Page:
Robert Grady at Wall Street Journal on Obama's misguided inequality focus. "Unlike the other presidents since World War II, [President Obama] places inequality above economic growth as the organizing principle of U.S. economic policy," Grady, New Jersey Governor Chris Christie's chief economic adviser, writes. But "here is the bottom line: In periods of high economic growth, such as the 1980s and 1990s, the vast majority of Americans gain, and have the opportunity to gain. In periods of slow growth, such as the past four and a half years since the recession officially ended, poor people and the middle class are hurt the most, and opportunity is curbed." Grady insists that generating economic growth, not figuring out how to redistribute wealth, is the defining challenge of our time. Middle East scholar Andrew Exum tweets, "A good argument here, but if economy continues to grow at this pace, Obama will get to have his cake and eat it too."
Molly Ball at The Atlantic on Democrats' split. The Democratic party "now finds itself in a swoon: President Obama’s ratings have hit an all-time low. The implementation of healthcare reform remains a mess. Vulnerable Democrats are scrambling to distance themselves from the White House, and the party is on track to lose seats in the House and Senate next year," Ball explains. "Parties in distress tend to fall to bickering, and today’s Democrats are no exception." And "if Republicans manage to mend the current rifts that so help their opponents and unite behind a candidate with broad appeal, a Democratic Party already on the rocks could find itself in serious trouble."
James McAuley at The New York Times on "affluenza." "The case of Ethan Couch — the drunk 16-year-old who mowed down four bystanders in a Fort Worth suburb with his 'super duty' F-350 pickup truck, but got off with 10 years’ probation after his defense team’s psychologist blamed 'affluenza,' or a state of immense, amoral privilege, for the crime — has become something of a national outrage," McAuley explains. The Fort Worth Star-Telegram, for example defended the judge in an editorial. As McAuley sees it, "The disparity between the televised outrage over what was perhaps the cleverest legal argument since the 'Twinkie defense' and the relative local indifference to the role of wealth in insulating the guilty from justice illuminates how much of North Texas itself has been constructed for the purpose of insulating wealth from any unpleasant reality." Nomaan Merchant, an AP reporter who covers North Texas courts, tweets, "Wonder who James McAuley has been talking to about #affluenza. DFW folks who know I cover courts won't stop asking about it." MSNBC contributor Jonathan Capehart recommends the column.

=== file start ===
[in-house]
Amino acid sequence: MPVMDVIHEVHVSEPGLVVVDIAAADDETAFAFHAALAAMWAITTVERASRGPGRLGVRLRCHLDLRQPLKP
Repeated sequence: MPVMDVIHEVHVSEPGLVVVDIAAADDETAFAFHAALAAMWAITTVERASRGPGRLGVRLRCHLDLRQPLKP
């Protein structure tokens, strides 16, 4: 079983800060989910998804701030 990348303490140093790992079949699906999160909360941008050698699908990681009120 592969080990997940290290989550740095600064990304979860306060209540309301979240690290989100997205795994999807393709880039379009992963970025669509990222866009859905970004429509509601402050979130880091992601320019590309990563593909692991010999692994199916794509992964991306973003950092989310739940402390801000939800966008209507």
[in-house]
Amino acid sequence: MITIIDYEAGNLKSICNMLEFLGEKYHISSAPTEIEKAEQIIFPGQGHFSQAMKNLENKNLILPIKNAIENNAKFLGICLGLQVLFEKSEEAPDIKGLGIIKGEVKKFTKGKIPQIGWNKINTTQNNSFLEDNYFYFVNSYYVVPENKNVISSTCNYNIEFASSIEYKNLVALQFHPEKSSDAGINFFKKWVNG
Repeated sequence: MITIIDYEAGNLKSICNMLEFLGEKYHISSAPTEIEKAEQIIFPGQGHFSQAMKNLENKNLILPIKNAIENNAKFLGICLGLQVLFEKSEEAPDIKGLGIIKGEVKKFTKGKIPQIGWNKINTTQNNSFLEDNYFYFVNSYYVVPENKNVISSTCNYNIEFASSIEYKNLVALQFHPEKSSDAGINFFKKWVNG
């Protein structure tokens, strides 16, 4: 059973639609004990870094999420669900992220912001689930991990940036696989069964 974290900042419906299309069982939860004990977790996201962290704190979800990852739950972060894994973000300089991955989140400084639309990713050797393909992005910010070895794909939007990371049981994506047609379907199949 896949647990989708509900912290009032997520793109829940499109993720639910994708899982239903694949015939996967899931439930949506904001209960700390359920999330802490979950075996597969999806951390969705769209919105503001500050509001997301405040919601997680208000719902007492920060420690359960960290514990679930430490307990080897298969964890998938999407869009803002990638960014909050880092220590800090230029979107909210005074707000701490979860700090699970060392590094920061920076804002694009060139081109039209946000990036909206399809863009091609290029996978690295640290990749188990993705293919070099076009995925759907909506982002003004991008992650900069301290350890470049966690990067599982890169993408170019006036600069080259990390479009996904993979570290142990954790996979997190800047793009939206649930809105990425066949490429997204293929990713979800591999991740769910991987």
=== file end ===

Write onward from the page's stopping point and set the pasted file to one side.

Kevin Drum at Mother Jones on long-term unemployment. "There's a common belief that long-term unemployment mostly affects older workers and only in certain industries. In fact, with the exception of the construction industry, which was hurt especially badly during the 2007-08 recession, 'the long-term unemployed are fairly evenly distributed across the age and industry spectrum,'" Drum explains. Most damaging, long-term unemployment "dramatically reduces the prospect of getting another job." Drum argues. "We continue to do nothing about it. Republicans in Congress have declined to extend unemployment benefits further, and they show no sign of changing their minds when Congress reconvenes in January."
Vacy Vlazna at Al Jazeera English calls on Pope Francis to help Palestinians. The Christmas holiday "embraces the season of refugees recalling The Holy Family's flight to Egypt to escape Herod's massacre of the innocents. Their journey from Bethlehem meant passing through Gaza, which, since 1948, is itself in a wretched refugee limbo," Vlazna writes. "As the world makes merry this festive season, the people of Gaza have deliberately, cruelly, been deprived of fuel by Israel for two months: They suffer in freezing temperatures, with no electricity, no light, no heat, scarcity of food, no essential services." She calls on Pope Francis to send a message since "The signs of your papacy are hope-filled."
This article is from the archive of our partner The Wire.
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